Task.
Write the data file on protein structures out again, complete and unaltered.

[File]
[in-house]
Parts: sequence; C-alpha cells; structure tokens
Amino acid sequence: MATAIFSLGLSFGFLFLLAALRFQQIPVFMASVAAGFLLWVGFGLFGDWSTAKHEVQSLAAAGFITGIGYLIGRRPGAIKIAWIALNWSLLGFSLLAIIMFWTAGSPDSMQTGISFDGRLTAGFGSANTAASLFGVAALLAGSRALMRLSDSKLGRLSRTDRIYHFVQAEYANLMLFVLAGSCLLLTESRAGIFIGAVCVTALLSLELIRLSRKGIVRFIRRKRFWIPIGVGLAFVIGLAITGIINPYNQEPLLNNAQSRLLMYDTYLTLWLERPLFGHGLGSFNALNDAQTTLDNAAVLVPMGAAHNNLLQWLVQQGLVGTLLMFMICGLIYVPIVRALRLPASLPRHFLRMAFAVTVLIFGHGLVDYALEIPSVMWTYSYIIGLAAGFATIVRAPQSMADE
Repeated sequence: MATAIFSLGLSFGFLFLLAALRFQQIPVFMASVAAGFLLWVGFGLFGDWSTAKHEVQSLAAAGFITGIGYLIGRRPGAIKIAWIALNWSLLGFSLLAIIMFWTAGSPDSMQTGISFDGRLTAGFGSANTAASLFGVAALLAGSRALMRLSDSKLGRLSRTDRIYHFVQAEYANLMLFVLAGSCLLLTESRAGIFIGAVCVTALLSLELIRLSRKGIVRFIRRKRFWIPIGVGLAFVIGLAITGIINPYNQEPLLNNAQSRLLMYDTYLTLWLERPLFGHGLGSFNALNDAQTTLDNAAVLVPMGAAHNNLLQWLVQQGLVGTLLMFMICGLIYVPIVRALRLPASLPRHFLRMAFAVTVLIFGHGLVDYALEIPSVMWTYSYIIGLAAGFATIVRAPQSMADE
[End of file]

[in-house]
Parts: sequence; C-alpha cells; structure tokens
Amino acid sequence: MATAIFSLGLSFGFLFLLAALRFQQIPVFMASVAAGFLLWVGFGLFGDWSTAKHEVQSLAAAGFITGIGYLIGRRPGAIKIAWIALNWSLLGFSLLAIIMFWTAGSPDSMQTGISFDGRLTAGFGSANTAASLFGVAALLAGSRALMRLSDSKLGRLSRTDRIYHFVQAEYANLMLFVLAGSCLLLTESRAGIFIGAVCVTALLSLELIRLSRKGIVRFIRRKRFWIPIGVGLAFVIGLAITGIINPYNQEPLLNNAQSRLLMYDTYLTLWLERPLFGHGLGSFNALNDAQTTLDNAAVLVPMGAAHNNLLQWLVQQGLVGTLLMFMICGLIYVPIVRALRLPASLPRHFLRMAFAVTVLIFGHGLVDYALEIPSVMWTYSYIIGLAAGFATIVRAPQSMADE
Repeated sequence: MATAIFSLGLSFGFLFLLAALRFQQIPVFMASVAAGFLLWVGFGLFGDWSTAKHEVQSLAAAGFITGIGYLIGRRPGAIKIAWIALNWSLLGFSLLAIIMFWTAGSPDSMQTGISFDGRLTAGFGSANTAASLFGVAALLAGSRALMRLSDSKLGRLSRTDRIYHFVQAEYANLMLFVLAGSCLLLTESRAGIFIGAVCVTALLSLELIRLSRKGIVRFIRRKRFWIPIGVGLAFVIGLAITGIINPYNQEPLLNNAQSRLLMYDTYLTLWLERPLFGHGLGSFNALNDAQTTLDNAAVLVPMGAAHNNLLQWLVQQGLVGTLLMFMICGLIYVPIVRALRLPASLPRHFLRMAFAVTVLIFGHGLVDYALEIPSVMWTYSYIIGLAAGFATIVRAPQSMADE